Euphorbia Pulcherrima is a Winter flowering plant that is popular at Christmas. The true flowers are small and display yellow anthers when they open. The coloured bracts that surround them may be pink, red or creamy white and remain attractive for about 4 months.
Keep well watered with lukewarm water from Autumn to late Winter. Never let compost dry out when growing or in flower. Over-watering, poor drainage and standing in water will cause root rot.
Feed every 2 weeks while it starts growing and flowering, with liquid house-plant food. .
Re-pot after the plant is pruned, in a one size larger pot in peat-based compost.
Propagate from new shoots by cutting 3 inches stem, from late Spring or early Summer. Dip the cut ends in rooting powder and pot in 3 inch pot in diameter using seed and cutting compost or a mixture of equal parts peat moss and perlite. Put the pot in polythene bag or propagator and the cuttings root as little as 5 weeks. Once rooted they may be potted on in potting compost.
Keep the plant in normal room temperature, in good light but out of scorching sun and out of draughts. When the plant is no longer attractive, the main stem should be pruned.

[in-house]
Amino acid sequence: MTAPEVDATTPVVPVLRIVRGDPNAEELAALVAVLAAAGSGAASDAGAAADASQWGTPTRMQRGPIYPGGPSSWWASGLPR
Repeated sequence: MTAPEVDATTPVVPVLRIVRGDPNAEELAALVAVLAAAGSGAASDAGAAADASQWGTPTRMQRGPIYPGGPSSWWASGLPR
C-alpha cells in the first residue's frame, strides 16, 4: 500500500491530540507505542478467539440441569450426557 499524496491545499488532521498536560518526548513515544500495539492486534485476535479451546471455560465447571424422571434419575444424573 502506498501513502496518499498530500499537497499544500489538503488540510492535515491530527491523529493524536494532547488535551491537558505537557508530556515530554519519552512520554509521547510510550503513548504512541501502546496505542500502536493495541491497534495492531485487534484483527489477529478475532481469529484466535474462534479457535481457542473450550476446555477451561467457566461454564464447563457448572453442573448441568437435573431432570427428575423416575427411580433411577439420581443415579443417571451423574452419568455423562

A week or 2 before pruning, water should be gradually reduced until compost is almost dry. Cut back to a height of about 4 inches from the soil surface. Dust cut surfaces with powdered charcoal or with water.
If instead of taking cuttings, you retain the old plant, shake off all the old compost when the plant starts to grow again. Re-plant in fresh potting compost.
If the plant is suddenly moved to a spot where light is low, leaves will drop. When leaves or stems are damaged, a milky sap emerges, which weakens the plant. The normal flowering season is during Winter, but by keeping the plant in total darkness from early Autumn for 12 or 14 hours each day for 8-9 weeks, flowers and bracts will appear out of season.
Euphorbia Pulcherrima is a seasonal plant to decorate for table-center, display in dining room, lounge or office and in conservatory.
Spray the plant occasionally with tepid water or stand it on a tray of moist gravel.
Scientists were able to revive a flowering plant from the fossilized fruit found in the stomach of an Arctic ground squirrel who was trapped in ice around 32,000 years ago.